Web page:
Multiple sclerosis (MS) can cause significant physical impairment, including fatigue, pain, muscle spasms, tremors and dizziness. For many with MS, the disease wreaks havoc with emotional well-being, too, and according to a new study, minorities might especially be at risk for developing depressive symptoms.
Of study participants with the neurological condition, 44.2 percent of Latinos and 45.8 percent of African-Americans reported at least mild depression, compared with 38.7 percent of whites with MS. However, more Latinos never received mental health care, compared to whites or African-Americans with MS, according to lead study author Robert Buchanan, Ph.D.
Buchan is a professor in the department of political science and public administration at Mississippi State University. For the study in the December 2010 issue of the journal Ethnicity & Disease, authors used data from a registry of 26,967 white, 715 Latino and 1,313 African- American MS patients.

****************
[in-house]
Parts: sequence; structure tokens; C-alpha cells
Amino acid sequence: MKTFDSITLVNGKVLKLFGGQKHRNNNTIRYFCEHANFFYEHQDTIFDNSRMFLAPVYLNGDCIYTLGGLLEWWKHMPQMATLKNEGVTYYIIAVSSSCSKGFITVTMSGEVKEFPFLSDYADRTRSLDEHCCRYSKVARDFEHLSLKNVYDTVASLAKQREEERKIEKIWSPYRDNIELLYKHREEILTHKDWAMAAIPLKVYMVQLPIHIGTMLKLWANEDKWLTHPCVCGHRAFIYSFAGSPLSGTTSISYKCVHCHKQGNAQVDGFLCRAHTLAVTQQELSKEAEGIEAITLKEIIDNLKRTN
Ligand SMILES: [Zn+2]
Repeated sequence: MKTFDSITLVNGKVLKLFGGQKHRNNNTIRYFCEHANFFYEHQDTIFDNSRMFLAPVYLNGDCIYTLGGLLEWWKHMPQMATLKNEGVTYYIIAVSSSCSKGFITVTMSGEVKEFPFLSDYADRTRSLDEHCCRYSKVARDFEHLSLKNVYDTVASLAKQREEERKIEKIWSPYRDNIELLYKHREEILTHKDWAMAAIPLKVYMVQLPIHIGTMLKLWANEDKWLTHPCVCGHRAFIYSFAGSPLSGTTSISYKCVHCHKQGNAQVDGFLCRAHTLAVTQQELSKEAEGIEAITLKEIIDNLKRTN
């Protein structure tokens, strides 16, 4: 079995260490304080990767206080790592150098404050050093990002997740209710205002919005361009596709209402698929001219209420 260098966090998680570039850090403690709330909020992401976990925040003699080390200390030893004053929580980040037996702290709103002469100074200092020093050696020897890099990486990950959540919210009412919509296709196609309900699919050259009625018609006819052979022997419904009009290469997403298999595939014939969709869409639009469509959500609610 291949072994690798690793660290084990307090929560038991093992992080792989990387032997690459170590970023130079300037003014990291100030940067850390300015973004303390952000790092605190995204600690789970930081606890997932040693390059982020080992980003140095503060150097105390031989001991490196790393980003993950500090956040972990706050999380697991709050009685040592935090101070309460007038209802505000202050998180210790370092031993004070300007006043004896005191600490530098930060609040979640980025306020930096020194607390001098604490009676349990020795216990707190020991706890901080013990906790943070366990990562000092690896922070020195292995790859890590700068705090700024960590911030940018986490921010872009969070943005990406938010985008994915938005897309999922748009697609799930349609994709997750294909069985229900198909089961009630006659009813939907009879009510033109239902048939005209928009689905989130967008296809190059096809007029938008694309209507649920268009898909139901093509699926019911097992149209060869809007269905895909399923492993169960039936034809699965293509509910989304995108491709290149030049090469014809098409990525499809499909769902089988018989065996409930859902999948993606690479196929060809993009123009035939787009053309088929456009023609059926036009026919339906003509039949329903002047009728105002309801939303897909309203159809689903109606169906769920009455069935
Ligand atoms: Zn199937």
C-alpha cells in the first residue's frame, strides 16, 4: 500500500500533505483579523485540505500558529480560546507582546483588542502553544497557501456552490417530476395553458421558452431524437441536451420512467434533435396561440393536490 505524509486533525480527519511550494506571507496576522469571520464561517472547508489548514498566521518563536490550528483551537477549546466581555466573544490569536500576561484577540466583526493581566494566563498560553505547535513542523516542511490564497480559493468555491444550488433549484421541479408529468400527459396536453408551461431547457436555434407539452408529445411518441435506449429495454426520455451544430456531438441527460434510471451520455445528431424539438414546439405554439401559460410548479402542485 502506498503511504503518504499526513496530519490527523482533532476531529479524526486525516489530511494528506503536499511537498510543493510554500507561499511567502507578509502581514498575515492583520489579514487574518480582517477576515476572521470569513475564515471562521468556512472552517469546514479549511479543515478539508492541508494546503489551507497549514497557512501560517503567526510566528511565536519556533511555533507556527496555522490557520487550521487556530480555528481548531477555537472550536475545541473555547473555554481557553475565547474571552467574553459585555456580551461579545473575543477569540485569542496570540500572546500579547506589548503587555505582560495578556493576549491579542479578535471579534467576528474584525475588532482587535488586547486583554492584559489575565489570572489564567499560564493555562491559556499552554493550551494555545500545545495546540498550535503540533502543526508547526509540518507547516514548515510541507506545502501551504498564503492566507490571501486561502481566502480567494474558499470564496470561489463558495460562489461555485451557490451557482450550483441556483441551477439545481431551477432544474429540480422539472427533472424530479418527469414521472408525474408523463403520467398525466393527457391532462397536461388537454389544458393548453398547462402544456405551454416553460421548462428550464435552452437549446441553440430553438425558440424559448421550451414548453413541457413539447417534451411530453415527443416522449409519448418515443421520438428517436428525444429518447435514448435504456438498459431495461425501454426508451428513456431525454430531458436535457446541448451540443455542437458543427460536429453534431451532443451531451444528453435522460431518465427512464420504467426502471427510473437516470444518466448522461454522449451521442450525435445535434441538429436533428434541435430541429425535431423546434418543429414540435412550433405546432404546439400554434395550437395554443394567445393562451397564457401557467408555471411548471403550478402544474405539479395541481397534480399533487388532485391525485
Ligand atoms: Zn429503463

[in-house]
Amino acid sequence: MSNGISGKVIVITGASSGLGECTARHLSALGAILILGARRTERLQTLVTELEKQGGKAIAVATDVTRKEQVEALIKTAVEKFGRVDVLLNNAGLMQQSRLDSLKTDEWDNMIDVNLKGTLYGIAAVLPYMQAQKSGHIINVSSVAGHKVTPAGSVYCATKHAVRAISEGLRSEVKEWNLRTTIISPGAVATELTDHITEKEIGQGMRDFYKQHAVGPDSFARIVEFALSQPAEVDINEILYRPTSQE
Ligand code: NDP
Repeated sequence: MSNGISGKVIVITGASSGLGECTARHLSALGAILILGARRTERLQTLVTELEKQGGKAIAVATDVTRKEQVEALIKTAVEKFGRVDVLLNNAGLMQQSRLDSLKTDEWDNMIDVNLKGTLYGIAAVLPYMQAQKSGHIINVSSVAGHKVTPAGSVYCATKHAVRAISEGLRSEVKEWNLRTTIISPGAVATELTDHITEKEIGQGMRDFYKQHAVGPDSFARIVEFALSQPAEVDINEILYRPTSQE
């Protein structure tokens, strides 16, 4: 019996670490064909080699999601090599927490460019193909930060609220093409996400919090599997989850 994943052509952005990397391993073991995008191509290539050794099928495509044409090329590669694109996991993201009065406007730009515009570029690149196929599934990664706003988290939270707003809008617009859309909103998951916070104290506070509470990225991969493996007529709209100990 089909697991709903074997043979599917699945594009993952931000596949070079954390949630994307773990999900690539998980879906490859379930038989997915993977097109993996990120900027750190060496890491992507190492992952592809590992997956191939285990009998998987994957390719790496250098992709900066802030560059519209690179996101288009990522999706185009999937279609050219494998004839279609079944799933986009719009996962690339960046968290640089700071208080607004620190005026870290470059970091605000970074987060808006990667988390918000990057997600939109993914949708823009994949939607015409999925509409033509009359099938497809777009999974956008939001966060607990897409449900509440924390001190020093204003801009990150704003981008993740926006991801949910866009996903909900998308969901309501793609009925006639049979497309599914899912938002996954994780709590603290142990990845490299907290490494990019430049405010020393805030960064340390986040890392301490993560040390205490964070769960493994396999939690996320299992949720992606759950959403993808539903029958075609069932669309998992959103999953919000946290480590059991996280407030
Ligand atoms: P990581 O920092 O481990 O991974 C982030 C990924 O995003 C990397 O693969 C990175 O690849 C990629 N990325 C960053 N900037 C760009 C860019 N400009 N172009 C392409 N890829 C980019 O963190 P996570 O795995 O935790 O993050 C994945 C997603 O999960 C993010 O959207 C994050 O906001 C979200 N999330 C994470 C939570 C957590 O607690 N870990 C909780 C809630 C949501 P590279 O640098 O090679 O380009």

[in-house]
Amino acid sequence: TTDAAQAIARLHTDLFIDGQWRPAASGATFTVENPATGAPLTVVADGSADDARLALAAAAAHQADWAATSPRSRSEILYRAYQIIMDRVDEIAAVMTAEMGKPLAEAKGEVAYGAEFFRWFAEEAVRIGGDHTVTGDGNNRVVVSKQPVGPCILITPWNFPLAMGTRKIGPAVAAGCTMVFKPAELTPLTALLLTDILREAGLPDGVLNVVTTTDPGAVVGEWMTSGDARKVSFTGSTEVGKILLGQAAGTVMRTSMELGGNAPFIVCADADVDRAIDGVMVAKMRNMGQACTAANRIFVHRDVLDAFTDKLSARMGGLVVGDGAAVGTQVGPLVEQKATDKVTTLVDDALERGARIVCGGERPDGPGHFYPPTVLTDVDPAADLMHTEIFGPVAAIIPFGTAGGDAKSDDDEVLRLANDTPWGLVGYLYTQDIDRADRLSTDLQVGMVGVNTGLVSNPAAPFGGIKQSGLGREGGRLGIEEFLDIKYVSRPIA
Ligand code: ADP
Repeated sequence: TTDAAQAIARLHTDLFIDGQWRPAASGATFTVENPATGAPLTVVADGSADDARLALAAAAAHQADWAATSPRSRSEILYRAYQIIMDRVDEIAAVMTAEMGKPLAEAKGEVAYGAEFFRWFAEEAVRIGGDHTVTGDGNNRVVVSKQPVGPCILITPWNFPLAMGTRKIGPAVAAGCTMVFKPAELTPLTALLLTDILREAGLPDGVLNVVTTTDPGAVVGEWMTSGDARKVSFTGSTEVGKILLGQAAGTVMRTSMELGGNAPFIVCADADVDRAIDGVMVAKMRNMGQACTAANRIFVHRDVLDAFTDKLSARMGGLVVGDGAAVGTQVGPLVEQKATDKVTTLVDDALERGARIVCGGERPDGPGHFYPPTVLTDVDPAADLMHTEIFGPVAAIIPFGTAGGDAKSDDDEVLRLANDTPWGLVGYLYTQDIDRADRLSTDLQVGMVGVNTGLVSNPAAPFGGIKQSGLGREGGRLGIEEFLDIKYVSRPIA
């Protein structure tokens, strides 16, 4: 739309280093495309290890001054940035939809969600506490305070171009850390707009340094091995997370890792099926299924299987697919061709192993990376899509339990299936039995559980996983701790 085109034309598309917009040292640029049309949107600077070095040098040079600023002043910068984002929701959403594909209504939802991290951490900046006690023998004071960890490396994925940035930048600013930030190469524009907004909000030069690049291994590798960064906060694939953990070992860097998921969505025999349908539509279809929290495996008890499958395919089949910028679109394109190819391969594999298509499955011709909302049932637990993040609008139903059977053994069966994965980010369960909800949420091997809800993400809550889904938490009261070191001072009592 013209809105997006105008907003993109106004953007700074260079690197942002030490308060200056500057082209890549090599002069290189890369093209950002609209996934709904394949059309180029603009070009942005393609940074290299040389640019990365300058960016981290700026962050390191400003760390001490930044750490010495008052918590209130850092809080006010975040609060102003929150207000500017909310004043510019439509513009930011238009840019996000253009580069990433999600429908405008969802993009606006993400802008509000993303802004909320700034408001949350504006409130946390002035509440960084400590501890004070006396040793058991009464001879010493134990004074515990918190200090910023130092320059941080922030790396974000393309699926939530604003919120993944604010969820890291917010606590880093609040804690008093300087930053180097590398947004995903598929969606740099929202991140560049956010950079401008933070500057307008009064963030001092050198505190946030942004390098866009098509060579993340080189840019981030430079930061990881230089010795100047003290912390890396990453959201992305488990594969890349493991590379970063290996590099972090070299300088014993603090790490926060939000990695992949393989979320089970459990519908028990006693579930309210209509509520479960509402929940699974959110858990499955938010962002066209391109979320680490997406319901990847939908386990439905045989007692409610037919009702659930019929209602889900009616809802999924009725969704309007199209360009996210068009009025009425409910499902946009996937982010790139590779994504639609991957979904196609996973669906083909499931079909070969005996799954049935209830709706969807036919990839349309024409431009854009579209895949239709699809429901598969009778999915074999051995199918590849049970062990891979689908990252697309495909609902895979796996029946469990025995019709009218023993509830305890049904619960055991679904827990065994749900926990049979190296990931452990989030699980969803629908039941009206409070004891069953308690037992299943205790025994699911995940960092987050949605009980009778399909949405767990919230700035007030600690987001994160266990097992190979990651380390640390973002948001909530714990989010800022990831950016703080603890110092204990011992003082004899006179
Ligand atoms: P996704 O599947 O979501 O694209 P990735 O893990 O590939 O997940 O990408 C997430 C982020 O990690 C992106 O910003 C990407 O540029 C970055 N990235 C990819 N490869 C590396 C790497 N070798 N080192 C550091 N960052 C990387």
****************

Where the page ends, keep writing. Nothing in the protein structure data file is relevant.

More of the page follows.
"Depression is even more common in people with MS," said Staley Brod, M.D., director of the Multiple Sclerosis Research Group Clinic at the University of Texas-Houston. "In general it is a treatable problem and, in most cases, the neurologist that's seeing the patient can deal with it effectively," he said.
However, compared to African-Americans and whites, Latinos were significantly less likely to get mental health services, obtain medical care from a specialist or receive occupational therapy or home health care assistance.
"A surprising finding to me is that despite these inequities in mental health, rehabilitation and other medical subspecialties, there's no disparity in treatment," Brod said. Similar percentages of whites, Latinos and African-Americans received multiple sclerosis therapies, called disease-modifying therapies, which treat flares and prevent symptoms.
In terms of functioning and disability levels, Latinos with MS fared better than other ethnic groups, the study reported. More Latinos reported normal function for mobility, bladder and bowel function and vision, compared to whites and African-Americans.
Buchanan said that because the study results rely on the responses of voluntary participants, not a random data sample, the applicability of the findings to the larger MS population might be limited.
Mississippi State University